a) It's not standardized behavior amongst all of the platforms that Apache Hadoop runs
Linux, OpenBSD, FreeBSD, and OS X pick the behavior of hiding control characters in ls by default. That may not be "all the platforms that Apache Hadoop runs on," but it's certainly the vast majority of real-world deployments. The remaining important platform, Windows, doesn't deal with terminals and control characters in quite the same way, so is probably not vulnerable in any case.
In any case, the fact that the behavior isn't standardized is not a valid argument either way. Clearly Hadoop needs to pick one behavior or the other. Lack of standardization doesn't dictate that we have to pick one behavior or the other. And certainly it doesn't dictate that we should pick an unpopular and surprising behavior that almost nobody has experience with.
b) It's not expected behavior relative to the rest of Apache Hadoop
The fact that one component has a security bug doesn't dictate that the other components also need to have the same security bug. This is like arguing that we can't fix a buffer overflow in one component because then it wouldn't match all the other buffer-overflowable components.
c) It's not feasible to actually make it expected behavior compared to the rest of Apache Hadoop given the proliferation of places where raw file and directory names are printed to the console
The only places we've discussed here are ls and fsck. Perhaps there are more, but it hardly seems infeasible to change them based on what we've talked about so far. Perhaps log files are also an issue, but only for people who tail the log file of the server. And to reiterate, a security flaw in X doesn't mean we should reproduce the same security flaw in Y.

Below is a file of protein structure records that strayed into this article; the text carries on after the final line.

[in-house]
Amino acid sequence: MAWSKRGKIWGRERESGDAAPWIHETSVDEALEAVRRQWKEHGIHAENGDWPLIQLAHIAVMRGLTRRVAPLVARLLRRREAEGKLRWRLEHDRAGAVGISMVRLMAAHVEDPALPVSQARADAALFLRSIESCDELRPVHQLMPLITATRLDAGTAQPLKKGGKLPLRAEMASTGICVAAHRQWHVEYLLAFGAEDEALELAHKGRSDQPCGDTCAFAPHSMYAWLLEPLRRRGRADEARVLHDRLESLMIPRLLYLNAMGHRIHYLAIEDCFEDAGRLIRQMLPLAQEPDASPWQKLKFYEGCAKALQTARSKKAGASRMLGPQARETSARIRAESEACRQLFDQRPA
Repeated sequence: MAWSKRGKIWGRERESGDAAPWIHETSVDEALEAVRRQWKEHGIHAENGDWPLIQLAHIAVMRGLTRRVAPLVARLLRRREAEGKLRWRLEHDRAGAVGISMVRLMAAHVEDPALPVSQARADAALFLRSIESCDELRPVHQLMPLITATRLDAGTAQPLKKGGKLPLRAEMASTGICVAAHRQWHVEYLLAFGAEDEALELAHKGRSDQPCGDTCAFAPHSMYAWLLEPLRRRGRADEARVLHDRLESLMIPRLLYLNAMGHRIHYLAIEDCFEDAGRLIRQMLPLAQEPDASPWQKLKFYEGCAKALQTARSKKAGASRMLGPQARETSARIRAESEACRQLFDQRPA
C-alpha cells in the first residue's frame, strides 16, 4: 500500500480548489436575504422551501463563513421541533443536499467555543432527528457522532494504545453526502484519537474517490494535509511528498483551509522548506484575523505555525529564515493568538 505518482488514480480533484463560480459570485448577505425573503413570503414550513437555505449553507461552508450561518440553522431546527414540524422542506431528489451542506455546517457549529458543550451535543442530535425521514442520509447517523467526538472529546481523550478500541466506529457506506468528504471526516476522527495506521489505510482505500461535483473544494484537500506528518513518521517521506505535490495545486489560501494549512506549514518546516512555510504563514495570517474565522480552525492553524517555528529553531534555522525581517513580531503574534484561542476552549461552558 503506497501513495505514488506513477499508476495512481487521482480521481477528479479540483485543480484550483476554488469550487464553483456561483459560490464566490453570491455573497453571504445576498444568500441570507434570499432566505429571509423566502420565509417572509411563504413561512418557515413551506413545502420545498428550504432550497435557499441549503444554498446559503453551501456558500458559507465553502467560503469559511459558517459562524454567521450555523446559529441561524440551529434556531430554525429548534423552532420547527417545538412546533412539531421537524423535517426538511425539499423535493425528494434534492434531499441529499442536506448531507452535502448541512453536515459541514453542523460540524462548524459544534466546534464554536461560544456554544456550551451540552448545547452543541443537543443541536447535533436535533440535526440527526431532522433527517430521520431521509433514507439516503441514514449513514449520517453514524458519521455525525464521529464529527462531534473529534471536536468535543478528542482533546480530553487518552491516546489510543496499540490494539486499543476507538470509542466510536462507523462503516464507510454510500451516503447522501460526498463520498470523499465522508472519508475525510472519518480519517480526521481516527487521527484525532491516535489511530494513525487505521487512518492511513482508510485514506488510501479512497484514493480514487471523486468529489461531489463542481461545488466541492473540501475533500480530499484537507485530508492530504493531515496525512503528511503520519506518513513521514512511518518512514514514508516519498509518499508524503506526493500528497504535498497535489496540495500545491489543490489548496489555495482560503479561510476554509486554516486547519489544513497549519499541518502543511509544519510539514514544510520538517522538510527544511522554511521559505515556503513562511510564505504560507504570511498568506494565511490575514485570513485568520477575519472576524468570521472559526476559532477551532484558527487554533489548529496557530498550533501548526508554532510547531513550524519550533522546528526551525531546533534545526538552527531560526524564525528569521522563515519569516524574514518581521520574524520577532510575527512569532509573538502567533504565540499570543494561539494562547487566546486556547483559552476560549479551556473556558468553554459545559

At the end of the day, this is a security vulnerability and it needs to be fixed. I asked you before: "Should the filename be able use control characters to hijack the admin's GNU screen session and execute arbitrary code? I would say no, what do you say?" I would repeat the same question again.
I understand that you have a personal preference for running without -q. However, it is not constructive to -1 a patch fixing a security vulnerability without suggesting an alternate way of fixing that vulnerability. If this stays unfixed, it will probably get a CVE number.